“The hospital was crazy in a way.

Me, cursing like a sailor at the incompetent male nurse stabbing at me to insert the IV. Afterwards, me, high on morphine and anesthesia insisting that everyone get a good close look at my newly butchered boobs. A few days later, when I finally saw them in the bathroom mirror, I quit flashing everyone.”

“I wanted to show my daughter my real face in the face of adversity—my conviction to tackle this with strength and grace. If I became a monster in her eyes, she’d have a photo to capture my essence. Superstitiously, I felt that if I neglected to have a photo done, I might die from the procedure and she’d be left with only random snapshots.

“I had the surgery on September 15th and was home on the 19th. Dave came to my house the following day. I was in a daze. I had drainage tubes coming out of me. I was still on morphine, and everything was in slow motion. My movements were slow, my pain was dull, my mind was relaxed. I was thankful that I made it out alive and was in good spirits.”

 

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“I was still struggling with my decision [to have a reconstructive fat transfer]. I wondered how liberating it might be to have a flat, skinny chest. I prayed that the swelling would go down, down, down, and considered a breast reduction to take away the metaphorical burden.

But I didn’t want the photos to be about my breasts. I wanted them to capture my heart and my strength, as well as my fear. Out of adversity, there is great beauty. Great hope. Great strength. Photography had captured the cancer, in all its ugliness and sneakiness, and exposed it to the light. I wanted these images to help support others affected by it.”

October 1, 2017, Two Years after Surgery

Although Beth and I had stayed in communication over the past two years, I was surprised and moved by how much I felt like I knew her when I came to scout out her new home. The connection was one of an old and deep friendship as opposed to someone I had simply photographed a few times. Her commitment to the project, through open communications and fearless collaboration, is a rare experience.

I asked many questions, as I did before the prior shoots, but the questions were more targeted now. Drawing from her answers, I wanted to depict the joy, relief, balance, and optimism she expressed. But this was no “Disney” ending; she is not “cured” and will need to continue to monitor her health for the possibility of relapse. Fear and anxiety are still present. Her relationship with her immediate family was complex as well, but their support and love were paramount.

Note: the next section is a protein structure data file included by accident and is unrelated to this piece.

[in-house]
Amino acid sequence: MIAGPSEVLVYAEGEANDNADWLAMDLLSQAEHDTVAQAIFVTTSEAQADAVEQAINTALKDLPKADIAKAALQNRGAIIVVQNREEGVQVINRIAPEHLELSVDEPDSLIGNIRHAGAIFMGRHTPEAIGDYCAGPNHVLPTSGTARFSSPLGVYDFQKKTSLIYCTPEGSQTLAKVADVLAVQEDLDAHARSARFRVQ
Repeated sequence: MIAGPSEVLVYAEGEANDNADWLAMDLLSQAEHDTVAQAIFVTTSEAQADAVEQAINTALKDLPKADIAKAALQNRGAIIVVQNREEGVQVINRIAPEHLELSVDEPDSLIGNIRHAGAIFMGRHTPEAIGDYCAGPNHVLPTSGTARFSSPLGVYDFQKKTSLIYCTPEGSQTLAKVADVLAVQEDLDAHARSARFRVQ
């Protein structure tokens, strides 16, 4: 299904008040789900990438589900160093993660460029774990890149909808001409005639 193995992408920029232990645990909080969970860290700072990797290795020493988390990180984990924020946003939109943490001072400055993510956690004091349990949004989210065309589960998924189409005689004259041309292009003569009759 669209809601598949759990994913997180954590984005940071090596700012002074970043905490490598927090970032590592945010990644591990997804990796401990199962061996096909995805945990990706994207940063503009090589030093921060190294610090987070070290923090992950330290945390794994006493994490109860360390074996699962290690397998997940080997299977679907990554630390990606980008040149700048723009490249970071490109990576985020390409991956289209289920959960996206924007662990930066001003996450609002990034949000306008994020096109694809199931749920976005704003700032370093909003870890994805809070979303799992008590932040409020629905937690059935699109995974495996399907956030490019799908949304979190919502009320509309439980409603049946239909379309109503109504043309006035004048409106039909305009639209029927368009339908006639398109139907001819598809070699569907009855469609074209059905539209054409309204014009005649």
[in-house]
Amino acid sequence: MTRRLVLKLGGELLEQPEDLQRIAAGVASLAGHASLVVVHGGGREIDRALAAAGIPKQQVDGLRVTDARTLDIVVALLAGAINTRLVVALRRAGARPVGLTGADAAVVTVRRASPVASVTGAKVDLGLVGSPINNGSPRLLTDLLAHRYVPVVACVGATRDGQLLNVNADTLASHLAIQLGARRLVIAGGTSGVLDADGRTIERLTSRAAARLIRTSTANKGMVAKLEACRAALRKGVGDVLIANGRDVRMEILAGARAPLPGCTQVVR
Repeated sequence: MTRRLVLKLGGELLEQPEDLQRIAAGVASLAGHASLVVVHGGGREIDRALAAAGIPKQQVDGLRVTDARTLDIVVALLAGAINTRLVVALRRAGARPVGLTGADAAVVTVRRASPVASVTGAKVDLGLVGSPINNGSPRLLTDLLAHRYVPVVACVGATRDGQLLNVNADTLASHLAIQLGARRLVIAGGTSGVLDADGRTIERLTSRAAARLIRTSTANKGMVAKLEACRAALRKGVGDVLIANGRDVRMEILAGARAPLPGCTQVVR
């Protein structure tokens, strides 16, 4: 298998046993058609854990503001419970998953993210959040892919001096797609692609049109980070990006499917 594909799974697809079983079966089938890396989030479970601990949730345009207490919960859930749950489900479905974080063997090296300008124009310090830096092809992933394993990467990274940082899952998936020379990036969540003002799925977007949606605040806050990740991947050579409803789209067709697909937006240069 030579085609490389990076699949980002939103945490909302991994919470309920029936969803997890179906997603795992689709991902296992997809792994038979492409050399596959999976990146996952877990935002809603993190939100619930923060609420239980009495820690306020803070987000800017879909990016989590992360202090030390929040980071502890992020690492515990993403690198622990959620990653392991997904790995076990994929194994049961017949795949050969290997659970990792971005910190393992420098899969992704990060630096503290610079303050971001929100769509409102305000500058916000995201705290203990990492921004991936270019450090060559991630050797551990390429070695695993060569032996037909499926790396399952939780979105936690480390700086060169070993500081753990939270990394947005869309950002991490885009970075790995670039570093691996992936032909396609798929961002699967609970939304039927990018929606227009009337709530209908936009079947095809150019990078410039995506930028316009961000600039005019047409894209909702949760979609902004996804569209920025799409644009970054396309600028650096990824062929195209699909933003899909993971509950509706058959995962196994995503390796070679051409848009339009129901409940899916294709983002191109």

Shooting the third day was quite different, as I had the earlier images to consider. I wanted the palette to be consistent, but also to differ between days. I wanted to show the changes she made from before and after, such as the warmth, color, and decoration of her new home—a stark contrast to the old one.

I would love to see this project serve a greater audience, to create more understanding around the journey and to help people with breast cancer or any serious illness know better what to expect and how to navigate such a complex and fearful event. Beth’s transformation to a life she loves more and her strikingly positive outlook were unexpected results.

“Is it fair to say that breast cancer was one of the best things to happen to me?”

“Aside from two months of sheer hell, confusion, pain, and being at my absolute most desperate from a health standpoint, I can honestly say I’ve never felt better and more thankful for what I have accomplished.”

Headshot of Beth Anne Molines in her living roomportrait-headshot-cancer-beth

“Last year, I was still healing mentally, physically, and emotionally. I had a few bumps in the road trying to get back on my feet and back to work. Now, two years later, things have worked out for the better in nearly every aspect of my life. I have a new home, a good job, a good school for our daughter, a closer relationship with my husband. Hopefully, I have been a source of inspiration to my friends and extended family. I feel as if I have arrived. The journey doesn’t end here, but I have climbed a huge mountain with a caravan of assistance, support, love, and laughter.”

Beth with her daughter Laelah, and husband Oscar.

Beth's family and friends jumping together outside

Beth’s family and closest friends who supported her most through her journey hold hands and jump in unison.

See more at davemoser.com/Projects/bethsjourney.

Philadelphia Portrait Photographer Dave Moser is a commercial and editorial photographer who specializes in healthcare, lifestyle, and corporate photography. To see more of Dave's work, go here.